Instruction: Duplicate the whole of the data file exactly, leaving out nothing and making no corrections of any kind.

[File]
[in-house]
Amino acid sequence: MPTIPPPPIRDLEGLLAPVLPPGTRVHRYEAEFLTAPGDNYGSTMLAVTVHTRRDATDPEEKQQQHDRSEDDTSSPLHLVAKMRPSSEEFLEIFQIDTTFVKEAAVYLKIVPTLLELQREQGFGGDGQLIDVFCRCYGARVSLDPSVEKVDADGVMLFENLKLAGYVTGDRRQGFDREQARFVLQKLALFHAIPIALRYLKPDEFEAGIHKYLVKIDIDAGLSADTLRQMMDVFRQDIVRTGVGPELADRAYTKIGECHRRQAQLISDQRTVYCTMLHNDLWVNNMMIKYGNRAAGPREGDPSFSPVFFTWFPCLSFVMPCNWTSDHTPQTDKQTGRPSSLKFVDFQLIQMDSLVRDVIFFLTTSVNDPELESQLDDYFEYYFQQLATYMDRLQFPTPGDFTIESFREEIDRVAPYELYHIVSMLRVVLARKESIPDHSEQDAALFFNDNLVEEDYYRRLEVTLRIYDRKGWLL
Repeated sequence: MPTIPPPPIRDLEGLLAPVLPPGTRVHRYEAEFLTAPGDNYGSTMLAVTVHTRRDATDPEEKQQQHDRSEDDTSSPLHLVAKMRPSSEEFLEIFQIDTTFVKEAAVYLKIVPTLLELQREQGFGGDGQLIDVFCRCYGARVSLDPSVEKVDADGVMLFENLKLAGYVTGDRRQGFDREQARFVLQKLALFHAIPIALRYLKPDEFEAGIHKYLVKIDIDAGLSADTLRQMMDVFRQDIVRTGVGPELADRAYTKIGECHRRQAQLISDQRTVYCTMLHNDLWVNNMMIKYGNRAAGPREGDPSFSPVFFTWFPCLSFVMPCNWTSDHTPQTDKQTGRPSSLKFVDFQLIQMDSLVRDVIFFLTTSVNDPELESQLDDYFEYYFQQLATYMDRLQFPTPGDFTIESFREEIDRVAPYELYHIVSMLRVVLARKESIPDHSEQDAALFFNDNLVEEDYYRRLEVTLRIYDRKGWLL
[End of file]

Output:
[in-house]
Amino acid sequence: MPTIPPPPIRDLEGLLAPVLPPGTRVHRYEAEFLTAPGDNYGSTMLAVTVHTRRDATDPEEKQQQHDRSEDDTSSPLHLVAKMRPSSEEFLEIFQIDTTFVKEAAVYLKIVPTLLELQREQGFGGDGQLIDVFCRCYGARVSLDPSVEKVDADGVMLFENLKLAGYVTGDRRQGFDREQARFVLQKLALFHAIPIALRYLKPDEFEAGIHKYLVKIDIDAGLSADTLRQMMDVFRQDIVRTGVGPELADRAYTKIGECHRRQAQLISDQRTVYCTMLHNDLWVNNMMIKYGNRAAGPREGDPSFSPVFFTWFPCLSFVMPCNWTSDHTPQTDKQTGRPSSLKFVDFQLIQMDSLVRDVIFFLTTSVNDPELESQLDDYFEYYFQQLATYMDRLQFPTPGDFTIESFREEIDRVAPYELYHIVSMLRVVLARKESIPDHSEQDAALFFNDNLVEEDYYRRLEVTLRIYDRKGWLL
Repeated sequence: MPTIPPPPIRDLEGLLAPVLPPGTRVHRYEAEFLTAPGDNYGSTMLAVTVHTRRDATDPEEKQQQHDRSEDDTSSPLHLVAKMRPSSEEFLEIFQIDTTFVKEAAVYLKIVPTLLELQREQGFGGDGQLIDVFCRCYGARVSLDPSVEKVDADGVMLFENLKLAGYVTGDRRQGFDREQARFVLQKLALFHAIPIALRYLKPDEFEAGIHKYLVKIDIDAGLSADTLRQMMDVFRQDIVRTGVGPELADRAYTKIGECHRRQAQLISDQRTVYCTMLHNDLWVNNMMIKYGNRAAGPREGDPSFSPVFFTWFPCLSFVMPCNWTSDHTPQTDKQTGRPSSLKFVDFQLIQMDSLVRDVIFFLTTSVNDPELESQLDDYFEYYFQQLATYMDRLQFPTPGDFTIESFREEIDRVAPYELYHIVSMLRVVLARKESIPDHSEQDAALFFNDNLVEEDYYRRLEVTLRIYDRKGWLL